Wild and Ancient Fruit: Is it Really Small, Bitter, and Low in Sugar?

31 05 2011

Given the recent blog-o-drama about carbs in the human diet (for instance, here and here), this seems like a fine time to blog about a sweet subject dear to my heart: fruit! More specifically, I want to take a closer look at some common beliefs about wild fruit, and how it differs from the store-bought stuff most of us have access to.

For those looking at evolution for clues about the optimal human diet, fruit is often regarded with suspicion. On one hand, few foods are “intended” for consumption in the way fruit is: In a lovely act of symbiosis, plants offer nourishment to the animal kingdom in trade for seed dispersal. But on the other hand—the one purpled with blackberry stains—we humans are famous for playing Food God, turning once-healthy things into gross abominations. For hundreds (and in some cases, thousands) of years, we’ve been selectively breeding certain fruits to become bigger, prettier, easier to eat, and easier to transport thousands of miles away from their mothering trees. As a result, the waxed apples and seedless watermelons lining store aisles are a far cry from their wild ancestors.

And for the health minded, this is a predicament. How can we reconcile this year-round supply of modern fruit with the wild stuff we encountered in the past?

Especially in the paleo/ancestral diet communities, statements like these tend to be widely accepted in a common sense, no-reference-needed sort of way:

  • “Fruits in the Paleolithic would have been tart and smaller, and you may want to limit modern fruit because of this.” (From here)
  • “The problem is that the fruits our paleo ancestors ate no longer exist. While they had mostly bitter fruit, we’ve bred ours over the past 200 years to be extremely sweet and sugary. It’s thus become something akin to candy plus a mediocre multivitamin.” (From here)
  • “Bear in mind that the fruits that paleolithic man ate, while still being, say, apples, bore almost no resemblance to today’s apples. Modern fruit is bred to be HUGE and sweet. Most fruits are packed with a particularly bad sugar, fructose…”(From here)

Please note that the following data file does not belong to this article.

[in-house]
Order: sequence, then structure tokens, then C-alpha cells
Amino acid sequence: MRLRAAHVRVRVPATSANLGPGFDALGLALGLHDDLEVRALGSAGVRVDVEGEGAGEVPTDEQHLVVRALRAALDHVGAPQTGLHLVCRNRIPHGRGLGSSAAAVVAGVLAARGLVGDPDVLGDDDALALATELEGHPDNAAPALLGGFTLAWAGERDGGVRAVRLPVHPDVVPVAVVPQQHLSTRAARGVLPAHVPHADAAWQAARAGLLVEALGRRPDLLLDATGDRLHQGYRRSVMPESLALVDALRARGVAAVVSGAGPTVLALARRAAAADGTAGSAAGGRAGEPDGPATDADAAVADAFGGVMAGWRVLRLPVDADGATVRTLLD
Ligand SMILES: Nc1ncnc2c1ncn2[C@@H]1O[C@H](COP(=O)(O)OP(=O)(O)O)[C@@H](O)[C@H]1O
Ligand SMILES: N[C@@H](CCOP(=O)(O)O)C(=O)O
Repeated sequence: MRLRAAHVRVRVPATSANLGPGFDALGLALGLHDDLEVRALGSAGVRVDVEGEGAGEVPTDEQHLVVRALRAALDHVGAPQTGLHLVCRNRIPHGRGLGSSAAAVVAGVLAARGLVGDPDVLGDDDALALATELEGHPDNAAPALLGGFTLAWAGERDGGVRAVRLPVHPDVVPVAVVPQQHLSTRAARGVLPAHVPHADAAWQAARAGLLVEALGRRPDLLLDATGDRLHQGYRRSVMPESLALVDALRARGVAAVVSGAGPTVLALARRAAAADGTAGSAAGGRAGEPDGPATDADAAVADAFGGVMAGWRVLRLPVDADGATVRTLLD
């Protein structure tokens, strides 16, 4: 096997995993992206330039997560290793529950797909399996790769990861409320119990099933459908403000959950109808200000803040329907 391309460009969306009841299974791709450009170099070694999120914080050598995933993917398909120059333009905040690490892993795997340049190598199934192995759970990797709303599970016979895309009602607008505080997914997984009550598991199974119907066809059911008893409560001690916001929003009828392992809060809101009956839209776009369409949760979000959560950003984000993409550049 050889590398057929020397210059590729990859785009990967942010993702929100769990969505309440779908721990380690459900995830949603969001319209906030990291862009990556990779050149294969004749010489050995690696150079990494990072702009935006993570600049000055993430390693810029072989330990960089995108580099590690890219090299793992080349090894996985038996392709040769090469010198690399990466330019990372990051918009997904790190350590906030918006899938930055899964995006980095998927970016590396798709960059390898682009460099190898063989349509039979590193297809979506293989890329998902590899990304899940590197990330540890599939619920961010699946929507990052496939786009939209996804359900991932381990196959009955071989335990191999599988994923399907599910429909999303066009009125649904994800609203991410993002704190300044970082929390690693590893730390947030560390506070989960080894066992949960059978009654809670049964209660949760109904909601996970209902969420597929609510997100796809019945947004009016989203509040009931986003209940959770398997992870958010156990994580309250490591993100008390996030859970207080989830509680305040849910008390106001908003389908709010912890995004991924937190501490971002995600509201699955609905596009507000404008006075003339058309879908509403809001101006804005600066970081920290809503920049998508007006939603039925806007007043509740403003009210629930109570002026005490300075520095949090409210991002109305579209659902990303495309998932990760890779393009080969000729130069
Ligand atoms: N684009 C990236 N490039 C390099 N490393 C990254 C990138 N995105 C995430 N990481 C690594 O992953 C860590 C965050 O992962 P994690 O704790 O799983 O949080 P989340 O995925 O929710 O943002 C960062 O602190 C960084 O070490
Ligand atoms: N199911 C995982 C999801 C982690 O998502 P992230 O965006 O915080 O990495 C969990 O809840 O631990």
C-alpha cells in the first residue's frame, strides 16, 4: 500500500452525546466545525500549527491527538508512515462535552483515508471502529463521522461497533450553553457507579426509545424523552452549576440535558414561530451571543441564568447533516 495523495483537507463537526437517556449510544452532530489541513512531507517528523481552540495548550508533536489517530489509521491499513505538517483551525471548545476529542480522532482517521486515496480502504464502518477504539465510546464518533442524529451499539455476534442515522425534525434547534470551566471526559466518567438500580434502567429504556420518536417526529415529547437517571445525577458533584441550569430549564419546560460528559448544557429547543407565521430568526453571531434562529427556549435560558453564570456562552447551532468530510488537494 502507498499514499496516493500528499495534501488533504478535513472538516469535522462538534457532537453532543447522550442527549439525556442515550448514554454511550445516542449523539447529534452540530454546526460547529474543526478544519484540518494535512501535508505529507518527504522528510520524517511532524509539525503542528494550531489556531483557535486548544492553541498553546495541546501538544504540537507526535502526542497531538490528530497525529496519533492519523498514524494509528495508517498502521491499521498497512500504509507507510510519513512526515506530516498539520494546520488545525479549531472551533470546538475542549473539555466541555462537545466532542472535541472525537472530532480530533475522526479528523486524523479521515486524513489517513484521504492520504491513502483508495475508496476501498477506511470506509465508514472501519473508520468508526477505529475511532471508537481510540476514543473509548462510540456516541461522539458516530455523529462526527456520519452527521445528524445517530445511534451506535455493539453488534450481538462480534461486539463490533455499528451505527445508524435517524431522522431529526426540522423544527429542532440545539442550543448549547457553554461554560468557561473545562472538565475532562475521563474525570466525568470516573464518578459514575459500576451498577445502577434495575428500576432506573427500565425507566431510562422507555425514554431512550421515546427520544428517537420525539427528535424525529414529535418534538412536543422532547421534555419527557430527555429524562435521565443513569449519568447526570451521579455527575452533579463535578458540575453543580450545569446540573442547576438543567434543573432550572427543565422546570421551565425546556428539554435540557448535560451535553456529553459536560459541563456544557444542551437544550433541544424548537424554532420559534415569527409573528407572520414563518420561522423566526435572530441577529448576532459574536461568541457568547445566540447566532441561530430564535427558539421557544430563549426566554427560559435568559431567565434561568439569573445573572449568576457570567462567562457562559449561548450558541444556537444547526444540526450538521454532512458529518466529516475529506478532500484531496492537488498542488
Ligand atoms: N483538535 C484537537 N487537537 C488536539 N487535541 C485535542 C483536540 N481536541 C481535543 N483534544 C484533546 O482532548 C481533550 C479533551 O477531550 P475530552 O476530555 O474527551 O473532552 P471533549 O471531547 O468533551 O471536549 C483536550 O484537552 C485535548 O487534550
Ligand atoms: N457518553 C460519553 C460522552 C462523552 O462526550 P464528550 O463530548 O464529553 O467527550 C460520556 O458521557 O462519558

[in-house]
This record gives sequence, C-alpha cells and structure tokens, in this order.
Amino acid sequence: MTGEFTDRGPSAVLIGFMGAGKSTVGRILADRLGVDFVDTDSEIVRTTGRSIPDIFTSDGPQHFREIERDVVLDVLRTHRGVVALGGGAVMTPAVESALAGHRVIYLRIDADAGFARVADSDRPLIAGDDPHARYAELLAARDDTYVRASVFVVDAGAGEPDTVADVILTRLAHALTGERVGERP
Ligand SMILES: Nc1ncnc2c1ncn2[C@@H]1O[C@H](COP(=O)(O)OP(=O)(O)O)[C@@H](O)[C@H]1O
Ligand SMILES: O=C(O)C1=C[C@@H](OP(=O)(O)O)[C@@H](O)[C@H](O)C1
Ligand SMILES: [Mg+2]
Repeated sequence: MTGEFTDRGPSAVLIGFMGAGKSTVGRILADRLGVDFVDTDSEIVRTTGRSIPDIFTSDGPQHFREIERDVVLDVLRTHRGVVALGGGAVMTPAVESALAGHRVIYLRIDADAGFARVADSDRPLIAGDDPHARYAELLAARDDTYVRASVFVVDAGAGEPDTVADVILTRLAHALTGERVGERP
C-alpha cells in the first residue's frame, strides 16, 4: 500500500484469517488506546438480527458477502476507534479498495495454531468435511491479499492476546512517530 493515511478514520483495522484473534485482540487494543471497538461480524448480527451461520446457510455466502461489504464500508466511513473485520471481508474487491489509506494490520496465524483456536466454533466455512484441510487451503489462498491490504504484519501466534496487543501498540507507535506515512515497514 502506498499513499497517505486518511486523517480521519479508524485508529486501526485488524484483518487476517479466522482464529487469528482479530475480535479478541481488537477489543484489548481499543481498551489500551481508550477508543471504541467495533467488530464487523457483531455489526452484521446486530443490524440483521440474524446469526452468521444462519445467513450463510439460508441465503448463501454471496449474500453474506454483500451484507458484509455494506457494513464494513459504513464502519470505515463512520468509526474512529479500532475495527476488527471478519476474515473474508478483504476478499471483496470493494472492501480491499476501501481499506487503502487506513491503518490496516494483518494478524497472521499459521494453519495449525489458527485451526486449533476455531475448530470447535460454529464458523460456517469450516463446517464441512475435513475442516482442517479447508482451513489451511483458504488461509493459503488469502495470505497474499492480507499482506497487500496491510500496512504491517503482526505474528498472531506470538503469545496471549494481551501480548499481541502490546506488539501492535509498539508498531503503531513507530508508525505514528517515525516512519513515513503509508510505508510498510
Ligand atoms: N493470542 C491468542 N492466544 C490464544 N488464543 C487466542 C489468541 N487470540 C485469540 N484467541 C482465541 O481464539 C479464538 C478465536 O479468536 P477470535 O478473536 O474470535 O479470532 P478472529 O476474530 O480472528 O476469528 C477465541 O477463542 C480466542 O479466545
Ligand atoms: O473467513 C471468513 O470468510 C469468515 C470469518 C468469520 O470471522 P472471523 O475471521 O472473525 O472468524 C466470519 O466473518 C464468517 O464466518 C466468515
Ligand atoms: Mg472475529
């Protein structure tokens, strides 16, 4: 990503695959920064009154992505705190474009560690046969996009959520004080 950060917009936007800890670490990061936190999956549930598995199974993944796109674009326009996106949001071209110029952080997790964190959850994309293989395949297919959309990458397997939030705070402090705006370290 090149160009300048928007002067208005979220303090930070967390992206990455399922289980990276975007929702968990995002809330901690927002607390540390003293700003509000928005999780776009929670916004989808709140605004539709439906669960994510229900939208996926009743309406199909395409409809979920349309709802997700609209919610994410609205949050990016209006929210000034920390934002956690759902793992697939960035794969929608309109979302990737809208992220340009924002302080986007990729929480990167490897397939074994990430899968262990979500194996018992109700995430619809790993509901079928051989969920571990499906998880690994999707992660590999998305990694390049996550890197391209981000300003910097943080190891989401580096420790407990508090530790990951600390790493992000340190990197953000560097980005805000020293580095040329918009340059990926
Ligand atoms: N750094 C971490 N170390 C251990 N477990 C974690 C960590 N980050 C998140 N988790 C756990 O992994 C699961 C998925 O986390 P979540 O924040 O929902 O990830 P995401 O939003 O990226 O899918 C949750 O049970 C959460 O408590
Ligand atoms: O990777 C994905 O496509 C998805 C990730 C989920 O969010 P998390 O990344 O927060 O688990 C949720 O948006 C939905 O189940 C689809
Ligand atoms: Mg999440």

• “Fruits have been selectively bread to contain massive amounts of sugar compared to how they used to be. Eating a bunch of tropical fruit is not in the spirit of Paleo.” (From here)

At first glance, that all seems logical enough. Virtually all the food we have available today—from plant and animal kingdoms alike—has been selectively bred for both flavor and ease of eating, and fruit is certainly no exception. It seems reasonable to conclude that, apart from the rare batch of honey or seasonal berry bushes popping up outside, humans didn’t get much exposure to sugar during our evolution, and modern fruits are completely unlike anything we encountered in the past.

But are these assumptions truly accurate? Let’s take a look at the facts.

(Note: This isn’t a post about how much fruit we should or shouldn’t be eating, or how much fruit we’ve eaten in the past, or how many apples it’ll take to turn your liver into a ready-to-explode fructose grenade. Those are some hot issues, and I’m not sure they can be reasonably addressed with current research (for instance, there are virtually no studies on the effects of fruit-derived fructose in healthy humans, and quantifying historical fruit consumption is extremely difficult). My intent here is to shed light on some of the myths surrounding wild and ancestral fruit, since some of the most common beliefs are also the most inaccurate.)

Wild fruit: small, bitter, and low in sugar?

Contrary to popular belief, wild fruit—including the stuff we would’ve had access to during our evolution—is not necessarily any of the above. In fact, it can be bigger, tastier, and sweeter than anything you’ll ever find in the aisles of your grocery store.

Fruit is decidedly sparser once you get out of the tropics, but considering we were stationed in Africa until about 50,000 years ago, the flora of a backyard in Michigan might not be a great reflection of the plant life we encountered for the majority of our evolution. As a result, comparisons of cold-climate fruits to their wild ancestors (for instance, a Red Delicious versus a crab apple) tend to be misleading, and tropical fruits may offer more insight. Although we’ll probably never get a clear picture of the exact fruits available to early humans, we can look at the wild fruits growing today to get an idea of what nature is capable of producing on its own.